70% of supply chain professionals share optimism that net-zero supply chains can be achieved but only with radical re-engineering of business models.
Supply chain professionals are optimistic about achieving net-zero supply chains, as revealed at leading supply chain and logistics consultancy SCALA’s online Debate.
More than 40 supply chain professionals from across the grocery and home appliance sectors joined the meeting to discuss how the industry can work towards achieving a net zero supply chain. Attendees included key decision-makers at global brands including major grocery, FMCG manufacturers, homeware businesses and home appliance suppliers.
Much of the event focused on how supply chains can become net zero, with stakeholder collaboration, organisational purpose and a requirement for a framework process being key takeaways for meeting this goal. Whilst over 70% of attendees believed that net zero supply chains can be achieved within their organisations, radical re-engineering of business models was cited as the key way that this status could be reached.
Naturally, sustainability and green credentials were a recurring theme. For businesses that are invested in achieving a net-zero supply chain, participants were encouraged to look for changes that could be made every day in their role.
This sentiment was echoed further by speakers highlighting the need to be mindful of waste produced within each stage of the chain, from production processes to the delivery of goods.
Speakers discussed how logistics teams can champion the green journey throughout their companies and over 88% of attendees reported being directly involved in projects to improve environmental sustainability within their organisation, with transport and logistics emissions being the most prominent area of focus (34%). Other areas of focus for improving environmental credentials included prioritising packaging improvements (18%), collaborating with suppliers (15%) and working with customers (15%).
Speakers for the virtual event included co-founder of the Future-Fit Foundation, Martin Rich, the not-for-profit organisation focused on helping businesses become truly sustainable. Martin started Future-Fit eight years ago and works with businesses to achieve ambitious sustainability goals that align with the 17 United Nations sustainable development goals.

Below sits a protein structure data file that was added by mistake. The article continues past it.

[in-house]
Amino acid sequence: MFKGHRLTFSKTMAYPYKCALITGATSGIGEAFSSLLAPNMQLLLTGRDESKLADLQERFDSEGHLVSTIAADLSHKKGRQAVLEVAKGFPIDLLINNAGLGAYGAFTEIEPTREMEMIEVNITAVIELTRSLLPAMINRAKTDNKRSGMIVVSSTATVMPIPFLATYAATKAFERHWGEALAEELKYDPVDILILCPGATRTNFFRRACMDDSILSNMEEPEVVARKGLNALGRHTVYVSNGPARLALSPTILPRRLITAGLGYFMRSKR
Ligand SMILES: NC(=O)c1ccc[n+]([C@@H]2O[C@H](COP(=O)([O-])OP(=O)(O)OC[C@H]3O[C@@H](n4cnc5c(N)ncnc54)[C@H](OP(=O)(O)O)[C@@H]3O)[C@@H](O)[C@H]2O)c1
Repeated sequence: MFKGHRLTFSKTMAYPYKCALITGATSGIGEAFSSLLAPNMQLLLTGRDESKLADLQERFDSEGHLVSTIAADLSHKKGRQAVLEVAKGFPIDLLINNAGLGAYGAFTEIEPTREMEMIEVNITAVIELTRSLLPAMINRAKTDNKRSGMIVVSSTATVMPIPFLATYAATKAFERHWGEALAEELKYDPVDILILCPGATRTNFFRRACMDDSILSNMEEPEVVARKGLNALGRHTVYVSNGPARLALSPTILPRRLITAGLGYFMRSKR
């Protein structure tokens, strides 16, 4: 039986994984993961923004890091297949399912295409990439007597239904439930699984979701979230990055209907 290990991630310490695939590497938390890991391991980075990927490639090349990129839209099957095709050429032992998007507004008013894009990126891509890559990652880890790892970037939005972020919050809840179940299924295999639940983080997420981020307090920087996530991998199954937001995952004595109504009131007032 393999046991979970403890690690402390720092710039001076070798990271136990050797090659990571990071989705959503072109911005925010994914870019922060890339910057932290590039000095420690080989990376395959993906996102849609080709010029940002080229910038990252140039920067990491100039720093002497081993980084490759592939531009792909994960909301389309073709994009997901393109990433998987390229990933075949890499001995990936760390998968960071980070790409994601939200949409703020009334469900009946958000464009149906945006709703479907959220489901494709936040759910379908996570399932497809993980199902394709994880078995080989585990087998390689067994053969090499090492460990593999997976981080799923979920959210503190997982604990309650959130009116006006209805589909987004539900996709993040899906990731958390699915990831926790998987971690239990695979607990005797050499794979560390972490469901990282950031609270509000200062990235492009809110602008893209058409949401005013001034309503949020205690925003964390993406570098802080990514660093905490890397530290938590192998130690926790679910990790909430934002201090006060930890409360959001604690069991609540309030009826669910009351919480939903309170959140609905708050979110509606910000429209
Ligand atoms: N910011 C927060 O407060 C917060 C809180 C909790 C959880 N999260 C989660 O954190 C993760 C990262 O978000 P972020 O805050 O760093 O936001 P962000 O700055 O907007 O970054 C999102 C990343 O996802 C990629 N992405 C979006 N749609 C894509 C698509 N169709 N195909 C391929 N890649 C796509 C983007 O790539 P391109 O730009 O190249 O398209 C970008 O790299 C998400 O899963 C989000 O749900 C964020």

Muryel Boulay, a Senior SCALA Associate, also spoke at the event. Boulay also runs her own business and provides tools and expertise to help businesses grow the positive impact that the organisation can have on the people, the community and the planet. Through her work, Muryel specialises in business sustainability and CSR and encourages businesses to integrate sustainability into the way that they operate.
John Perry, managing director at SCALA, said: “This event was a great opportunity for sector leaders to come together and consider how they can facilitate greater sustainability in their operations and support the journey towards a net zero supply chain.
“After a turbulent year for the sector, with every business needing to manage the immediate impacts of the pandemic. However, this meeting revealed that net zero ambitions and sustainability initiatives are now moving up the corporate agenda, with consumers and employees demanding more from the businesses they support and work for.
“Collaboration with key stakeholders, communicating organisational purpose and having a framework for prioritising and monitoring will be the key to working towards net zero supply chains. Coming together as an industry, understanding our collective carbon footprint and analysing the materiality of our organisation, are steps we all must endeavour to take.”